It's hard to believe it's been seven years since Two Tongues, the musical collaboration between Say Anything's Max Bemis and Saves The Day's Chris Conley, released their debut album. In that time, both artists have put out albums with their respective bands, helped raise families, and watched the world shift from awe-inspiring to vaguely apocalyptic. Somewhere along the way, they also discovered that Two Tongues is less of a musical side-project than it is a creative collaboration between two musicians who are sharing ideas even when they can't physically be in the studio together.
For that reason, and since it's the first time the two of them have been interviewed together about the band, we decided to eschew the typical rock fodder and not ask questions about, say, where the album was made. (Note: If you really need to know this type of stuff, the album was recorded in Bemis' converted pink garage/studio "with tons of Eisley memorabilia strung about," according to him.) Instead, we focused more on the connection between Bemis and Conley, why the duo finds Two Tongues so inspiring, and how they learned to accept the chaos and lean into their second album.
Watch their new video for "Azalea" from their new album below.
Noisey: Would you say that making this album was a spiritual experience?
Chris Conley: I think that Max and I are both out there as individuals in general, so when we get together, we talk deep. We're able to challenge ourselves in ways, psychologically, that are really interesting. We basically had permission with this record to not think and just trust the flow, and that was really cool because it was almost like musical yoga.
Max Bemis: The process of making this record was so meta and trippy because everything we did sort of bled into the record, like building trust and learning more about each other's personalities. We had already been friends for ten years, but this was like boot camp in getting to the next level, and I think that totally comes across in the record. For example, us trying to find this transcendent place together is completely referenced within the lyrics.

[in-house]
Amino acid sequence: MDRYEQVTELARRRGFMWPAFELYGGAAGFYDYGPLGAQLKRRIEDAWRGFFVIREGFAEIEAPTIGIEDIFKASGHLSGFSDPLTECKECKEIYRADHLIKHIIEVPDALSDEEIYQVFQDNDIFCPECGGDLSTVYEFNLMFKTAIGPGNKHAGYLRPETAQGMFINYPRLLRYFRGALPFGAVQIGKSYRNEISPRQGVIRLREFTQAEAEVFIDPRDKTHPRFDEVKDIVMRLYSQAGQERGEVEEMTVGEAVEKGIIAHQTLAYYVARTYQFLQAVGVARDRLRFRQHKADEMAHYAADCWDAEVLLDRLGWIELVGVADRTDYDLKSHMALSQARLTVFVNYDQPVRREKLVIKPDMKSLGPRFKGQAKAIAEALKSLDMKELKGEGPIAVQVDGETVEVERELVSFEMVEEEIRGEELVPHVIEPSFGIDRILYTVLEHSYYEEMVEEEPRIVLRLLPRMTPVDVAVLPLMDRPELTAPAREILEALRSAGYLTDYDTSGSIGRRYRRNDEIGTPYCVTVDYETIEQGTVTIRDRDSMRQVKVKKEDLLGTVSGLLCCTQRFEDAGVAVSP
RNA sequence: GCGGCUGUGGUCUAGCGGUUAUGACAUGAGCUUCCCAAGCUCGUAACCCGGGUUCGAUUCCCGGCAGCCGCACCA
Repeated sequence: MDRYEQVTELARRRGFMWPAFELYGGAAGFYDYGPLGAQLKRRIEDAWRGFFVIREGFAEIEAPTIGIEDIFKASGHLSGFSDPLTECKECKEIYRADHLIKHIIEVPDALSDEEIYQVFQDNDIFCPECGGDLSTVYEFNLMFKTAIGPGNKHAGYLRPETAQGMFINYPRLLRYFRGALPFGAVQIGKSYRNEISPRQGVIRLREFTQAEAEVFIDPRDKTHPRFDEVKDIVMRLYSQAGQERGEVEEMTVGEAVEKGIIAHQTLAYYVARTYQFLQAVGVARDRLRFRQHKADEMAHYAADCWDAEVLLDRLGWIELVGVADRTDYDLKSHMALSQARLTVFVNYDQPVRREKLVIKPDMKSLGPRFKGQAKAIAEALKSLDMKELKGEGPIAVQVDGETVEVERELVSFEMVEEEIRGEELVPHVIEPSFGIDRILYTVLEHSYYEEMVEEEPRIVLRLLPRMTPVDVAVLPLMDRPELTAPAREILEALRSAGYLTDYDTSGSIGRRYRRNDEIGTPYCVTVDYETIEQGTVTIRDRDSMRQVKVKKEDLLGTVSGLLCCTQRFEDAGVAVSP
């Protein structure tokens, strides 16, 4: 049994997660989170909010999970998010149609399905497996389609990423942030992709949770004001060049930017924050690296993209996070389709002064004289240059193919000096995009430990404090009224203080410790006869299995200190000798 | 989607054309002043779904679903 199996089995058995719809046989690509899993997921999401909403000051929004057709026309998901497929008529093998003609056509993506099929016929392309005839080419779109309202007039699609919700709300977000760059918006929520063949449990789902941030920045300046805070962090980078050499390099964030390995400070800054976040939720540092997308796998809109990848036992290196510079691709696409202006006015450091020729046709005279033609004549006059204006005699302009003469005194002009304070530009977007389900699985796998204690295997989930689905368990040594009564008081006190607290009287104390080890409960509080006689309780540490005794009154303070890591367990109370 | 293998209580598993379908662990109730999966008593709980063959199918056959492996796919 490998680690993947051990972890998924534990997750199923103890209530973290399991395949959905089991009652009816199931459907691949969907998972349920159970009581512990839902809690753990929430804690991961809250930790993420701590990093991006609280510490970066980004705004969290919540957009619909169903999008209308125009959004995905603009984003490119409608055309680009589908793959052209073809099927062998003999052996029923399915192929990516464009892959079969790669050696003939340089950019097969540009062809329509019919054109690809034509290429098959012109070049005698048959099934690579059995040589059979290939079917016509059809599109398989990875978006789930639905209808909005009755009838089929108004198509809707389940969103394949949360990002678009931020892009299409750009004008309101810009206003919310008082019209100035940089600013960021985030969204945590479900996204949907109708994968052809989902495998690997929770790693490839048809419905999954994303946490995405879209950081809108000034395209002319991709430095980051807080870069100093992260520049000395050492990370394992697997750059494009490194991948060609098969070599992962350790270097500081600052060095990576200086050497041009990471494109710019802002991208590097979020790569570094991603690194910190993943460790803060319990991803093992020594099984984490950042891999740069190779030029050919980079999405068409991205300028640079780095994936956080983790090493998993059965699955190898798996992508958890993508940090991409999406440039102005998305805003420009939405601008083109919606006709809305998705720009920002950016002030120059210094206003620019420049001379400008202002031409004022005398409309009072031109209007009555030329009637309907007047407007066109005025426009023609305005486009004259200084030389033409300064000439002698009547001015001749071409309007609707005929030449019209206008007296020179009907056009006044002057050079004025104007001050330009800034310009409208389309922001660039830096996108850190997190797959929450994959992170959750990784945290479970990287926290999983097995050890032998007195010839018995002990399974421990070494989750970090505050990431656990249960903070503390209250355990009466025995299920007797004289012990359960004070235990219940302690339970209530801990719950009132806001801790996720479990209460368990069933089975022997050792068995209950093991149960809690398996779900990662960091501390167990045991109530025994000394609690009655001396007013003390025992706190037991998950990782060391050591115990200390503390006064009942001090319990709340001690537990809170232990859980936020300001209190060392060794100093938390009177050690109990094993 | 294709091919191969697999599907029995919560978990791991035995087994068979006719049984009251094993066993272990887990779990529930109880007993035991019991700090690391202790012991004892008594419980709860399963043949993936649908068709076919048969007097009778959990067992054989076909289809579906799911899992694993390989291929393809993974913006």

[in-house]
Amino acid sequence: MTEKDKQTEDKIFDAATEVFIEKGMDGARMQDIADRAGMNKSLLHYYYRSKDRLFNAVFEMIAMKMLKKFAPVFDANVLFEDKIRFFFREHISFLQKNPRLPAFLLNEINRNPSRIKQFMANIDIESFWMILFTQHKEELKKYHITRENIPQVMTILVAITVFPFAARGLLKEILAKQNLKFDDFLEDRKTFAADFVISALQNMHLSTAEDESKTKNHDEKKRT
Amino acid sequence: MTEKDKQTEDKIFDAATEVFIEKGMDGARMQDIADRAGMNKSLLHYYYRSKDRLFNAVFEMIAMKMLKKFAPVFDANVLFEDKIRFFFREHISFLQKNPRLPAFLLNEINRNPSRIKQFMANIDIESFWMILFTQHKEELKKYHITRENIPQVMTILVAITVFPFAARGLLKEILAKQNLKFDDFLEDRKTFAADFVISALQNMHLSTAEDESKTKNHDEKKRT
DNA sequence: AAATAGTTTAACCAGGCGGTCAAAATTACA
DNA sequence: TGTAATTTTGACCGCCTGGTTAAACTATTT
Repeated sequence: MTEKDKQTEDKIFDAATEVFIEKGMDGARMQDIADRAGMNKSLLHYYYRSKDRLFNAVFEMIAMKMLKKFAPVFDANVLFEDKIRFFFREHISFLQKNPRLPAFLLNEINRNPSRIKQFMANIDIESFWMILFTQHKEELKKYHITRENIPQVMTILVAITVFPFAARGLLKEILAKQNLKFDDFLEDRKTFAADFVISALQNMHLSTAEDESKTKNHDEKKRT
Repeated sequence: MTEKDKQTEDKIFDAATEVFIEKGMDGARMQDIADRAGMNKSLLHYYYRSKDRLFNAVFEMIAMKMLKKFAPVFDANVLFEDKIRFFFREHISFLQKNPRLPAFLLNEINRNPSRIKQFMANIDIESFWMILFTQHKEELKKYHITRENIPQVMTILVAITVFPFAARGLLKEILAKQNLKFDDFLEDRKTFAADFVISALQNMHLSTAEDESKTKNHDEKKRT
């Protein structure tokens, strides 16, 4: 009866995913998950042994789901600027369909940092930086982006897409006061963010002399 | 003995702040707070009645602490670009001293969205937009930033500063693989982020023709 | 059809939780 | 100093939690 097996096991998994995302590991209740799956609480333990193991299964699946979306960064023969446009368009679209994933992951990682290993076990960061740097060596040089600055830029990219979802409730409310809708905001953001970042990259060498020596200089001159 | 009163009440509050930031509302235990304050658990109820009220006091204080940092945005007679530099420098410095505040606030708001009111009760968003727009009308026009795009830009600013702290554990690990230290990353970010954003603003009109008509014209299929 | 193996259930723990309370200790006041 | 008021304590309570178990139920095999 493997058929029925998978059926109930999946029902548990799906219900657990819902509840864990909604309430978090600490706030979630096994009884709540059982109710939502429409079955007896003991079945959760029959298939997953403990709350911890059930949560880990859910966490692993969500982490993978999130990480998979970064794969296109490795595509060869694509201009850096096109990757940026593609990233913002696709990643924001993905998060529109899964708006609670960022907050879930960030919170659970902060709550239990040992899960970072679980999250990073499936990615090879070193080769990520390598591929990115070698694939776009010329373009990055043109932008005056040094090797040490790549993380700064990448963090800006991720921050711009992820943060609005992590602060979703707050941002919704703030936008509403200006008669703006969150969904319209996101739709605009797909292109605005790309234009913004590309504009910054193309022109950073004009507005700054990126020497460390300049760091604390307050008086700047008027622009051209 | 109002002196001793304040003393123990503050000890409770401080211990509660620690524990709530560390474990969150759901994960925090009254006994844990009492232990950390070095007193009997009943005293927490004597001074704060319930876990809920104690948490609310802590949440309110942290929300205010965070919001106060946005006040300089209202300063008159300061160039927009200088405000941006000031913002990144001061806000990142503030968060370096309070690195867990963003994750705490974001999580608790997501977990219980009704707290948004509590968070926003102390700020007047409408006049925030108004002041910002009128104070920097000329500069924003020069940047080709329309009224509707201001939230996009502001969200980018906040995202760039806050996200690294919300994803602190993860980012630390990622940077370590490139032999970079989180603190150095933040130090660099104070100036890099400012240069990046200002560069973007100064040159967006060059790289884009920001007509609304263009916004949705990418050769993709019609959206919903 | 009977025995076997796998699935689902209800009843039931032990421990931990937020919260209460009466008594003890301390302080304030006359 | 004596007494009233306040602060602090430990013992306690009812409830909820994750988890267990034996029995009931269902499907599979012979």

It seems sort of like the world is ending, though. Does that make it hard to be spiritual?
Conley: It's kind of perfect how it worked out because we weren't sitting there over the late summer or spring talking about Donald Trump or Hillary Clinton or how crazy things seemed in the world. So the record coming out a month before the election and being a pretty aggressive album that's about friendship becoming fractured and being divided, it's perfect timing.
Bemis: Wow. I hadn't even thought of that up until now.
Conley: At least we didn't make a party record. [Laughs.]
When you say the record is about division, do you mean that in regards to the relationship to each other or in a more symbolic sense?
Bemis: It's definitely symbolic, but the only way this record relates to me and Chris is the back-and-forth and push-and-pull of the dynamic. The two of us have never had a fractured relationship, but with anyone you're close to—for instance my wife [Eisley singer/guitarist] Sherri [DuPree-Bemis]—I'll have some push-and-pull, too. But this record was about the more final severing or walking away from a part of yourself or a relationship, which we both experienced at some point in our lives. Both of our records have a narrative and this is basically the opposite of the first one which was about finding love and being able to trust. But like I said, it's symbolic, this isn't a break-up record.
Conley: The first record is about coming together, and this one is about falling apart. We all live in a world together but we're also fundamentally individuals… but we wouldn't be who we are as individuals without the people in our lives. It's a really bizarre—as Max said—push-and-pull. These two records really lead into each other: We keep talking about how this album is more of a prequel to the first album. For example, the lyrics at the end of album two lead back into the lyrics for the first song on album one.
You're both so busy with your other musical projects and families. Why do you feel like it's important to keep Two Tongues going?
Bemis: Definitely for me—and I imagine it's the same for Chris—it's one of those situations in both of our bands where we are the principal songwriter and singer. To be able to have this 50/50 everything as part of the process is more collaborative than anything else I've ever done regarding the writing, so in a way it's even more fun because I don't feel like it's all on me. I've worked with producers and collaborators throughout my whole career, but when it comes down to Say Anything it's basically all down to me.
When you're used to having that much freedom, is it ever difficult to compromise with this band?